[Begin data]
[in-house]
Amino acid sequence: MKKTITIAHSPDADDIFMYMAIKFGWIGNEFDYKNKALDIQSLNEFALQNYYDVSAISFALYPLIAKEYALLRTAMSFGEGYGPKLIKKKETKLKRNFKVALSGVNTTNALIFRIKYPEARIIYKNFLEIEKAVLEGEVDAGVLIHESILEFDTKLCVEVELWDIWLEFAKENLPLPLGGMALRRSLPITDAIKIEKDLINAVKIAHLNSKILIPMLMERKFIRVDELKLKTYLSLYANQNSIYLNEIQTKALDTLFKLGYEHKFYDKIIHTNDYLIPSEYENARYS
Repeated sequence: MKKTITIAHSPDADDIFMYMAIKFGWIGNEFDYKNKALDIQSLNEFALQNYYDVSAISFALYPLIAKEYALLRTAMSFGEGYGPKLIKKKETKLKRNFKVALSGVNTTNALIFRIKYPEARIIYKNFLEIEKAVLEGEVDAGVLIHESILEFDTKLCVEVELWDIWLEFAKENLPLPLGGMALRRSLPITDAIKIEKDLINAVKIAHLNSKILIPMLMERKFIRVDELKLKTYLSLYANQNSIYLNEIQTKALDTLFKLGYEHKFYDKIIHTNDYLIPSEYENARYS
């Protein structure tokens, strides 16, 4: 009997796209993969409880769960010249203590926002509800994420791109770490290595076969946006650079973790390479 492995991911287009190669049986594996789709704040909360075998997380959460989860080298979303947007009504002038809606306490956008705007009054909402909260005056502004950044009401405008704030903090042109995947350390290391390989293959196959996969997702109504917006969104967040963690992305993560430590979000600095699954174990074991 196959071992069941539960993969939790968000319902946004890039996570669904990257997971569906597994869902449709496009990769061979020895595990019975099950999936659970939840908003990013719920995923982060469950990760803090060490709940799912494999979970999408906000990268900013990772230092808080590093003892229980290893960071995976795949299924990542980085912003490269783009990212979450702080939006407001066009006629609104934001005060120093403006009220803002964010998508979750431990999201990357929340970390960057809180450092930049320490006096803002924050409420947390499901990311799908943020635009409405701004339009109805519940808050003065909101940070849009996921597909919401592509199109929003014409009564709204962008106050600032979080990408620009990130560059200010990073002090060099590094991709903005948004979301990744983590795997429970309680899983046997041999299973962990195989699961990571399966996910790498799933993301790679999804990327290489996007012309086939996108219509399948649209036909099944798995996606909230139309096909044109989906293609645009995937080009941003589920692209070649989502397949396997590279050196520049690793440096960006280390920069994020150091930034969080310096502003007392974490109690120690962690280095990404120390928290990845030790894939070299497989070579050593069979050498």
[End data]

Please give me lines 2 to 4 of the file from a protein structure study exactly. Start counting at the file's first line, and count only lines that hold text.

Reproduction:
Amino acid sequence: MKKTITIAHSPDADDIFMYMAIKFGWIGNEFDYKNKALDIQSLNEFALQNYYDVSAISFALYPLIAKEYALLRTAMSFGEGYGPKLIKKKETKLKRNFKVALSGVNTTNALIFRIKYPEARIIYKNFLEIEKAVLEGEVDAGVLIHESILEFDTKLCVEVELWDIWLEFAKENLPLPLGGMALRRSLPITDAIKIEKDLINAVKIAHLNSKILIPMLMERKFIRVDELKLKTYLSLYANQNSIYLNEIQTKALDTLFKLGYEHKFYDKIIHTNDYLIPSEYENARYS
Repeated sequence: MKKTITIAHSPDADDIFMYMAIKFGWIGNEFDYKNKALDIQSLNEFALQNYYDVSAISFALYPLIAKEYALLRTAMSFGEGYGPKLIKKKETKLKRNFKVALSGVNTTNALIFRIKYPEARIIYKNFLEIEKAVLEGEVDAGVLIHESILEFDTKLCVEVELWDIWLEFAKENLPLPLGGMALRRSLPITDAIKIEKDLINAVKIAHLNSKILIPMLMERKFIRVDELKLKTYLSLYANQNSIYLNEIQTKALDTLFKLGYEHKFYDKIIHTNDYLIPSEYENARYS
């Protein structure tokens, strides 16, 4: 009997796209993969409880769960010249203590926002509800994420791109770490290595076969946006650079973790390479 492995991911287009190669049986594996789709704040909360075998997380959460989860080298979303947007009504002038809606306490956008705007009054909402909260005056502004950044009401405008704030903090042109995947350390290391390989293959196959996969997702109504917006969104967040963690992305993560430590979000600095699954174990074991 196959071992069941539960993969939790968000319902946004890039996570669904990257997971569906597994869902449709496009990769061979020895595990019975099950999936659970939840908003990013719920995923982060469950990760803090060490709940799912494999979970999408906000990268900013990772230092808080590093003892229980290893960071995976795949299924990542980085912003490269783009990212979450702080939006407001066009006629609104934001005060120093403006009220803002964010998508979750431990999201990357929340970390960057809180450092930049320490006096803002924050409420947390499901990311799908943020635009409405701004339009109805519940808050003065909101940070849009996921597909919401592509199109929003014409009564709204962008106050600032979080990408620009990130560059200010990073002090060099590094991709903005948004979301990744983590795997429970309680899983046997041999299973962990195989699961990571399966996910790498799933993301790679999804990327290489996007012309086939996108219509399948649209036909099944798995996606909230139309096909044109989906293609645009995937080009941003589920692209070649989502397949396997590279050196520049690793440096960006280390920069994020150091930034969080310096502003007392974490109690120690962690280095990404120390928290990845030790894939070299497989070579050593069979050498």